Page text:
Read the complete story here.

Debtors’ Prison?



Although jailing people for unpaid debts was made illegal in the 19th century, in some states, particularly creditor friendly states like Minnesota,  it appears that debtors’ prisons still exist.  A Minneapolis Star Tribune story revealed a disturbing practice by the debt collection industry: using the power of a bench warrant to arrest debtors for failure to appear at court hearings.

The way it starts is that the debt collector gets a default judgment, which gives them the power to garnish wages, levy bank accounts, and seize personal property in order to satisfy the judgment. As part of the process, a hearing is conducted where the debtor must reveal his income and property to the debt collector.  While the individuals in the story were not technically arrested because they owed money, the judges oftentimes set the bail at the amount of the debt.

The story also mentions a couple of other states the connection between the person’s arrest and the debt is more direct: Indiana and Illinois. In one case, an Illinois judge ordered a man jailed for an indefinite period until he could pay $300 toward a debt to a lumber yard.

While most people will not face jail time for unpaid debts and while certainly, debtors’ prisons are no longer legal, the out of control debt collection industry has never particularly cared about what is legal and what isn’t.  Most debt collectors at best straddle the law and at worst outright ignore it.  The tactics of one firm caused this Florida man so much grief that he committed suicide. His family is now suing that firm for wrongful death.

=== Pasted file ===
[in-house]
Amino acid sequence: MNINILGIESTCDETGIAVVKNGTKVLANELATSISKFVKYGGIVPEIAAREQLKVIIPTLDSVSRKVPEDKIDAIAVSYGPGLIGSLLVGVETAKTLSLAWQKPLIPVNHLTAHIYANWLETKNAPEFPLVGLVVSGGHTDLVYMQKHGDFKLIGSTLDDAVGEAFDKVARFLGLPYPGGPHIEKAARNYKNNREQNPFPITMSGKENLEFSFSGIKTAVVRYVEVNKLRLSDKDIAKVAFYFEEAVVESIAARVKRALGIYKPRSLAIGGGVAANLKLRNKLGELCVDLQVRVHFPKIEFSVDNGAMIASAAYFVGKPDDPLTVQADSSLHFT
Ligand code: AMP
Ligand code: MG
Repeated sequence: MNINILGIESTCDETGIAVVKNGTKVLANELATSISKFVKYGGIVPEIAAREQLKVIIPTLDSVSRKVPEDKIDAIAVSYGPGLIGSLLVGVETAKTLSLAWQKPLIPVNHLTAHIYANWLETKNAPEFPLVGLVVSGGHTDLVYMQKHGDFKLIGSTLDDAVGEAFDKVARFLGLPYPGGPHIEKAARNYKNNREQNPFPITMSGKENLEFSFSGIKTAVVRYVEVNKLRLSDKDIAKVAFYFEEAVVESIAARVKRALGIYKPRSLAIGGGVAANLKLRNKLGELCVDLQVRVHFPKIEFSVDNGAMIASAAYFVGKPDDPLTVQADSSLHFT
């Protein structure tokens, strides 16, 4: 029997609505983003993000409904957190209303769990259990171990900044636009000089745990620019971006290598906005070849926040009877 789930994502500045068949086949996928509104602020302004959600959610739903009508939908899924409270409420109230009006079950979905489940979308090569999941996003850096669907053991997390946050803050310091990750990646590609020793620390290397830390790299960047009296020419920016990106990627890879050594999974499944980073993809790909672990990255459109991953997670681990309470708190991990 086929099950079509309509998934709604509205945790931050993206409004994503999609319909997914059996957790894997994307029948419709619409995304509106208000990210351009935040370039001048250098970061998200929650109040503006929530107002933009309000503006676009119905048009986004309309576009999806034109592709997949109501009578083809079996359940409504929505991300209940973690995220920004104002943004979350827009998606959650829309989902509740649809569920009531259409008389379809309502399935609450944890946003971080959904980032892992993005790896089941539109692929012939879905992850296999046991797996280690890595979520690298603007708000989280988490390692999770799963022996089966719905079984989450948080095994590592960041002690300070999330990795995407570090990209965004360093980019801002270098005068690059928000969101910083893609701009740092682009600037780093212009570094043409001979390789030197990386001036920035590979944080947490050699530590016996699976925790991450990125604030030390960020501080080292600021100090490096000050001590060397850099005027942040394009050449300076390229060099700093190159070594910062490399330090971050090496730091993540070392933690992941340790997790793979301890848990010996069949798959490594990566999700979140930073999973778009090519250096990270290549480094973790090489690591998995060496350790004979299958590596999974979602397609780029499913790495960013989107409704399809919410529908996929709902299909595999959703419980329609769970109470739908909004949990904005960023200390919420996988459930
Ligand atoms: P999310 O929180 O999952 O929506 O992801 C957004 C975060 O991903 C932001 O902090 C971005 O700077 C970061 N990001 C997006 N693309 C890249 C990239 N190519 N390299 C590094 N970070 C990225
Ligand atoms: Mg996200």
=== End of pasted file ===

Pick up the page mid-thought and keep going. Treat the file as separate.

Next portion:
There are steps you can take to avoid the worst debt collection tactics:

1: If you are sued, do not allow the debt collector to get a default judgment by failing to file an answer in time. In most states, you have up to 30 days to file a response.  While you may file the answer yourself, consulting with an experienced consumer law and/or bankruptcy attorney  is highly recommended. If you cannot afford an attorney, there are many who provide legal services to low income individuals for free or at a very low cost. You can find one in your state by going here.

2: Consult with a credit counseling/debt management agency. A credit counselor will work with you and your creditors to arrange a payment plan that you can afford and that will have your debts paid off in a few years. Most creditors will work with debt management counselors to lower your payments to an affordable level and will stop collection efforts once they are aware that you are on a debt management plan.

3: If you have no income or your current income is so low that you can barely cover your necessities, then it’s time to file for bankruptcy. Chapter 7 bankruptcy can protect you from judgments and creditor lawsuits. To find a bankruptcy attorney you may go here or here.

From Great Depression To Great Recession

Sometimes, it is helpful to look to our past for answers to today’s problems. Amid stories like this one about how concern over the deficit are causing cutbacks in governmental stimulus to the still lagging economy, it is worth noting that during the Great Depression similar battles were fought.